Want to send me a Facebook message? But you’re not my Facebook friend? Pay up.
Facebook today announced refinements to its Messaging filters, as well as a test for a very small portion of American users to determine if they’ll pay to contact people they aren’t Facebook friends with.
The test doesn’t come at a great time for Facebook, which is in the middle of dealing with a flurry of bad press from changes to Instagram’s terms of service earlier this week.
Facebook is going to test market a new option that will allow individuals to have a message routed directly to the inbox of someone whom they are not connected to for a fee of $1.
The way it works now, such a message goes directly to the Other folder, where it will likely never be seen. This new feature allows posting directly to the recipient’s inbox, increasing the likelihood it will be seen and read.
There will now be several filters and users will be able to select whether certain messages go to the inbox or to the other folder. The new settings include Basic Filtering and Strict Filtering and they will allow better control over messages that are sent from people outside your friends list.
Previously, Facebook’s messaging privacy settings were cut and dry. You set your inbox to allow messages from everyone, friends of friends, or friends only.
Any sender that didn’t qualify had their messages dumped in the “Other Inbox”, a little known sub-tab of the Inbox that most people rarely checked if ever.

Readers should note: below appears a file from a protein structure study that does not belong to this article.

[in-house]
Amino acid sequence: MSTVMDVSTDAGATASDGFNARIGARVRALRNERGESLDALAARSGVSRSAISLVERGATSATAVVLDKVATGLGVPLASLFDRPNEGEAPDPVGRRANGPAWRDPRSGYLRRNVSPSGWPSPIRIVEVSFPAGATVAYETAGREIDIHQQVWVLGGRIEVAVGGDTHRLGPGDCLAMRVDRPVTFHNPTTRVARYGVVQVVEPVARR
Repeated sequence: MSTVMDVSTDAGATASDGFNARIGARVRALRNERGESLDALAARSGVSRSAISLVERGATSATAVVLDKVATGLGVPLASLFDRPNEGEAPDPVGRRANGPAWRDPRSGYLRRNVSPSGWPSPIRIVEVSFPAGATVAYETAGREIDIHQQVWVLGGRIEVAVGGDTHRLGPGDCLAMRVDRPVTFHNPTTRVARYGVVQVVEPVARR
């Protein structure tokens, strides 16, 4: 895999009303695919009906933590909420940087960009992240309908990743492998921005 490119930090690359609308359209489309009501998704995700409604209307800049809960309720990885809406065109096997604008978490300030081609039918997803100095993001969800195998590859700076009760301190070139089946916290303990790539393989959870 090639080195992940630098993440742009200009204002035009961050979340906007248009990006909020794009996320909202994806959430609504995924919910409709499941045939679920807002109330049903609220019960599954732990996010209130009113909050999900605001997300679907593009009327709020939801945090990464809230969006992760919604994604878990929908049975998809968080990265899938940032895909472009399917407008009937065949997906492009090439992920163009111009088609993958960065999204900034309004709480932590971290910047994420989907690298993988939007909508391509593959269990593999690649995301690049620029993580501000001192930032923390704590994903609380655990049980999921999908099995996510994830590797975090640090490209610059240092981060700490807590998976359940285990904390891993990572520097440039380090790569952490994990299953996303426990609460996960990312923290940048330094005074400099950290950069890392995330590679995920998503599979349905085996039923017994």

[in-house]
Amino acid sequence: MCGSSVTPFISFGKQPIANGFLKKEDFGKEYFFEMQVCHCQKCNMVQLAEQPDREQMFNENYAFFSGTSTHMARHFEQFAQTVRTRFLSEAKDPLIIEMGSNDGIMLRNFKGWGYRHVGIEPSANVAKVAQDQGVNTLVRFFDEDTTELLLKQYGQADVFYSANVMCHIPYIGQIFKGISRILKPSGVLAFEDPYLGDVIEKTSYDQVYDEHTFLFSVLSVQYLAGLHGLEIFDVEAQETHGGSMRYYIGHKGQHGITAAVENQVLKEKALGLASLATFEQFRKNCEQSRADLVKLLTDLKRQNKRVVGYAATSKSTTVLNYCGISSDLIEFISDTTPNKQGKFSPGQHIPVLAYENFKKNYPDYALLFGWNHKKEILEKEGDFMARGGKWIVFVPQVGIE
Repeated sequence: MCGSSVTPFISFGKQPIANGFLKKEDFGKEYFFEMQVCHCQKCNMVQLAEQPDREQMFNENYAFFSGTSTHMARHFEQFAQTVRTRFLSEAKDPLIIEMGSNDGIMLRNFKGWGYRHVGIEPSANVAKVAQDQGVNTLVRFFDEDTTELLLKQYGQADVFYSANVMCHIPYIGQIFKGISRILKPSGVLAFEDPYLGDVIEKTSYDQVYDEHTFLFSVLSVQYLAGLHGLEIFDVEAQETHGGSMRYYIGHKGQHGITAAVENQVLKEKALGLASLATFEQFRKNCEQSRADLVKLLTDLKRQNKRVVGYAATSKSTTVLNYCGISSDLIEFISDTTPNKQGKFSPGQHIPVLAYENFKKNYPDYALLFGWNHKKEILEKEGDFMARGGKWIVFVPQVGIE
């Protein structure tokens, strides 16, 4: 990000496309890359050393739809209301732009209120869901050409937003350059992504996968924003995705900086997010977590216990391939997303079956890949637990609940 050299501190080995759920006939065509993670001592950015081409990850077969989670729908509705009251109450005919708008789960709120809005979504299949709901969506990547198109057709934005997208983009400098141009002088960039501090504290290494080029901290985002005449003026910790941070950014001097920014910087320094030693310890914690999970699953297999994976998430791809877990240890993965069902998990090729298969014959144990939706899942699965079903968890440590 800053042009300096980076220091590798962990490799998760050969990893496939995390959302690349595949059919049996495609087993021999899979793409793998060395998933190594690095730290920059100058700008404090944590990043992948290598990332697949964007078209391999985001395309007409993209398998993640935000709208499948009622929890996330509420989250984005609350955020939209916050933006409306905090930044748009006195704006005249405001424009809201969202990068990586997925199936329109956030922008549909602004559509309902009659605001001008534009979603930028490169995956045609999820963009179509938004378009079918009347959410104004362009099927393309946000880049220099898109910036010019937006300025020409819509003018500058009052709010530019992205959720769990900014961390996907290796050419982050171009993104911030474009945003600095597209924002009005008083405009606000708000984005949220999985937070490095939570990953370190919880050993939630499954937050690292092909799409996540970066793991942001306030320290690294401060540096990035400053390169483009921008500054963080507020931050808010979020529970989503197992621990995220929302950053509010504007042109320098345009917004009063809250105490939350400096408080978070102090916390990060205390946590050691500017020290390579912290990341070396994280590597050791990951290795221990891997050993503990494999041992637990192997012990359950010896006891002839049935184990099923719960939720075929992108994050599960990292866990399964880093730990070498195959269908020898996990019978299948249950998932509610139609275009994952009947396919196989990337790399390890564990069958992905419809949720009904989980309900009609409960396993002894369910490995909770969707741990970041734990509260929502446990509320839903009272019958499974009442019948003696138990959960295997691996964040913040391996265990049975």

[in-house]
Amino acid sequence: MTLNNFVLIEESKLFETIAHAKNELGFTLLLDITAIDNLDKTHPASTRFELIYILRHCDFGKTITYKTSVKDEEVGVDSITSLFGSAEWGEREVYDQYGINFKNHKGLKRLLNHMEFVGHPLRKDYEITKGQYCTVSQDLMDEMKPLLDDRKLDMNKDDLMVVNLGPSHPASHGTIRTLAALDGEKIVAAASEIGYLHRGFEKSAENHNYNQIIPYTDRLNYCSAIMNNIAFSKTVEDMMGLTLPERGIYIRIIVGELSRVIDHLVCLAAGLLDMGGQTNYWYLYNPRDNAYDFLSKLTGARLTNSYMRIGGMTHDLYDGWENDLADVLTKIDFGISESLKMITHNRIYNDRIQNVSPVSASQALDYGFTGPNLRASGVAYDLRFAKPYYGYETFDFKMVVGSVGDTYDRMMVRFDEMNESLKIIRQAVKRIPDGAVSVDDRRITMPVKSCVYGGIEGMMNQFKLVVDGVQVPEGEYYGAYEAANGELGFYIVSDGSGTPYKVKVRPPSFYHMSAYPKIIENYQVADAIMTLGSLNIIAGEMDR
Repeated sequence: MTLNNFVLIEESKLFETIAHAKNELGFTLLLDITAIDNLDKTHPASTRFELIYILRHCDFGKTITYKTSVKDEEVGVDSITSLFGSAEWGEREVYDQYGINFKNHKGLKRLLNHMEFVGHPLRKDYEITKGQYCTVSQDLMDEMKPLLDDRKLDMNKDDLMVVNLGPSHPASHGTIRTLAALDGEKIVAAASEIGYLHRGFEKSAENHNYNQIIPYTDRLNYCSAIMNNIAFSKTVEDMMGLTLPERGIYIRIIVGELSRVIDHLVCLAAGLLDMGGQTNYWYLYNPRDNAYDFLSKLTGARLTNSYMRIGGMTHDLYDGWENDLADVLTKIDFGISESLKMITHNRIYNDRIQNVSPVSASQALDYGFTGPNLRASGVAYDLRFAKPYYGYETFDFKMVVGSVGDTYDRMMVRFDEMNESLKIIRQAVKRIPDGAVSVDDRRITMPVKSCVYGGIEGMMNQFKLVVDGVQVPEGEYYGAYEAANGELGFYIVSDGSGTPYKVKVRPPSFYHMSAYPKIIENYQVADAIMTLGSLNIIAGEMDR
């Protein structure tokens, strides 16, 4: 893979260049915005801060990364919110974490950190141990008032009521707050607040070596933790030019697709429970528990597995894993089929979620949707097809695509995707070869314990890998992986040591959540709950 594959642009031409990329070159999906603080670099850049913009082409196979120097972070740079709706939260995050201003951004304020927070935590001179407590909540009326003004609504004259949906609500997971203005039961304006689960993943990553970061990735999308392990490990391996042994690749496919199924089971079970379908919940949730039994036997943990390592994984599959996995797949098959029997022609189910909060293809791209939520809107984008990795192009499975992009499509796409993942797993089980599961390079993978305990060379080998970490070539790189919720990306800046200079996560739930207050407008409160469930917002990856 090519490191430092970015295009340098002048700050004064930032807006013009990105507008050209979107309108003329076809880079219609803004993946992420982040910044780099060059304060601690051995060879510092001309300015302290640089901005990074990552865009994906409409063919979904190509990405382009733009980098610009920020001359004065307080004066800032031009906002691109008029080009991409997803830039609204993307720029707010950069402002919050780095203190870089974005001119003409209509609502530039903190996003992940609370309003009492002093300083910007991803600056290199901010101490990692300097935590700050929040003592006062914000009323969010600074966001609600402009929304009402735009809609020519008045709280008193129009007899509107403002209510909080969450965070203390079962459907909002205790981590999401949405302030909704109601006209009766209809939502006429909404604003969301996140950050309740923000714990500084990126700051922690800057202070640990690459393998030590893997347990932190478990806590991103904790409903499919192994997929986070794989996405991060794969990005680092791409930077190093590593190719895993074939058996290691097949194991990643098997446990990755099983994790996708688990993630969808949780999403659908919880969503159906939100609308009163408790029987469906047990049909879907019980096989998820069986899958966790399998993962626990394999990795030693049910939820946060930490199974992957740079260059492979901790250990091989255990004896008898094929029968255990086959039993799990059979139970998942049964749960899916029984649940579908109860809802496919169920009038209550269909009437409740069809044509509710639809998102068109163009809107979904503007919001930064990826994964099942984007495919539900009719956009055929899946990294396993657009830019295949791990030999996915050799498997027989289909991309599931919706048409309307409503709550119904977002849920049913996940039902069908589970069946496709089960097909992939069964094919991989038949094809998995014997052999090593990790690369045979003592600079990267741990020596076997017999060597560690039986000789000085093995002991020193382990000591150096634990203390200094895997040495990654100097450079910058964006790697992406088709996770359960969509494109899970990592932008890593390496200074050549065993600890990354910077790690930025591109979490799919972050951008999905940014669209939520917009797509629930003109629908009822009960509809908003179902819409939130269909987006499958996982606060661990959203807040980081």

The All Things D reports, Facebook says the changes are primarily designed to let Facebook users who already know each other make sure their missives connect. But the most interesting part of the move is what the social network is calling a “a small experiment to test the usefulness of economic signals.”
Here’s Facebook’s rationale for the move:
“This test is designed to address situations where neither social nor algorithmic signals are sufficient. For example, if you want to send a message to someone you heard speak at an event but are not friends with, or if you want to message someone about a job opportunity, you can use this feature to reach their Inbox.
For the receiver, this test allows them to hear from people who have an important message to send them.”
This whole thing actually means that Facebook is selling access to your inbox — which you previously could have kept closed to anyone you don’t know — to the outside world.
The company is now publically traded and some fear that any fee, however small or benign it may seem, is the first step toward Facebook charging fees to all of its users.
The company now has to be concerned with shareholders, profits, and other financial measurements and this could be step one in a financial plan that will eventually add fees to everyone.